Digital Technologies: Identification of Patterns and Teachers’ Profiles in the Catalan Context

Montse Guitert, Teresa Romeu, Marc Romero, Pedro Jacobetty, UOC, Spain


The purpose of this article is to understand the perspectives of Catalan teachers regarding the role of digital technologies in Education. The analysis relied on questionnaire survey data, using multivariate statistical analysis (principal component analysis or PCA) in order to understand patterns in teacher perspectives about digital technologies. This was followed by employing a clustering technique to identify teacher profiles of perspectives on the relationship between digital technologies, teaching and learning based on those patterns (using principal component scores). During a later stage, those profiles were characterized by relating them with teacher characteristics, digital competence levels, and usage of digital technologies in teaching practices. Our findings suggest that there are 5 main patterns that structure teachers’ perspectives on this relationship: usefulness for networked learning, usefulness for effective learning, usefulness in the learning process, threats for learning and importance of combining new technologies with traditional methods. In addition, six teacher profiles were identified based on the teachers’ positioning regarding these five perspective patterns.

Keywords: Digital Technologies, Teachers, Digital Competence, Teachers’ perspective, training methods, Teachers’ Patterns


The recent developments in Information and Communication Technologies (ITCs) are transforming how we live, work, produce knowledge and learn. This transformation is visible in the educational field as well, since there has been a profound process of implementation of ICTs in educational institutions as reported by authors such as Area et al. (2014) or Paredes et al. (2015). In the case of Catalonia, the education department of the government has supported the integration of ICT in education, considering it in the in the Education Law of Catalonia (LEC), in which ICTs are addressed explicitly and, according to the Article 52, “to train students for the critical analysis of the media and the use of new technologies” is a main objective. In addition, it states that curricula “should be oriented towards the acquisition of basic skills, which should contribute to the personal development of students and to the practice of active citizenship, and must incorporate information and communication technologies in the learning processes”. Thus, a critical perspective on ICTs usage and its connection to citizenship is already included in the LEC of 2009.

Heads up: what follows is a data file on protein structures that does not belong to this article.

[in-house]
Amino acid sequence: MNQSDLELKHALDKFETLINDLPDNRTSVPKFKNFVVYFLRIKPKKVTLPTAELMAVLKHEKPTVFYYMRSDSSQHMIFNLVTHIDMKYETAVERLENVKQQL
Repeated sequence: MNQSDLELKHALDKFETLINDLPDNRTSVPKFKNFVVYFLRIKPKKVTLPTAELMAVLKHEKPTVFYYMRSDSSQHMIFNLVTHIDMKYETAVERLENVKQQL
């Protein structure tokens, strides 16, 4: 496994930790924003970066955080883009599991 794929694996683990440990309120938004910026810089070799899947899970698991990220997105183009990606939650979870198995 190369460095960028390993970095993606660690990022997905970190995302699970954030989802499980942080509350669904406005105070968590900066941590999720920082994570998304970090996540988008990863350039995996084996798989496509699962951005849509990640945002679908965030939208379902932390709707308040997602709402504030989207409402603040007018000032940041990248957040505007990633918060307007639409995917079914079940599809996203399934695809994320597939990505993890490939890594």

The education department defined the students’ digital competence back in 2013 and how it should be integrated in the educational curricula. Considering the previously cited law, this emphasis on student digital competence must not be isolated from a change in the role of teachers, which the law also mentions. In article 104 on teaching function it is indicated that “the teachers and professors have, among others, the functions of … using information and communication technologies, which they must know and master as a methodological tool”. Also, with respect to teacher training in the text, it is specified that “initial teacher training should include … mastery of information and communication technologies”. In the legal text’s framing of ICTs in teaching, technologies themselves are not considered the primary vector of intervention but become subordinated to the roles of the teacher and pedagogical methodology.

It is known that teachers’ perceptions greatly impact their teaching practices (Domingo & Garganté, 2016). There have been qualitative studies on teacher views of ICTs (Alonso, Guitert & Romeu, 2014; Area et al., 2014). This paper deals with the same phenomena in a quantitative approach, while trying to be faithful to the original complexity and heterogeneity of teacher perspectives on the relation between digital technologies, teaching and learning. The method employed was an international online questionnaire survey, undertaken in the frame of the DECODE, (DEvelop COmpetences in Digital Era) research project. This article focuses on the questionnaire and the data from Catalonia.


The design of the research is based on a quantitative perspective (Cohen, Manion, & Marrison, 2007) with the use of an online survey as a data gathering tool that was designed following the current bibliography on the field.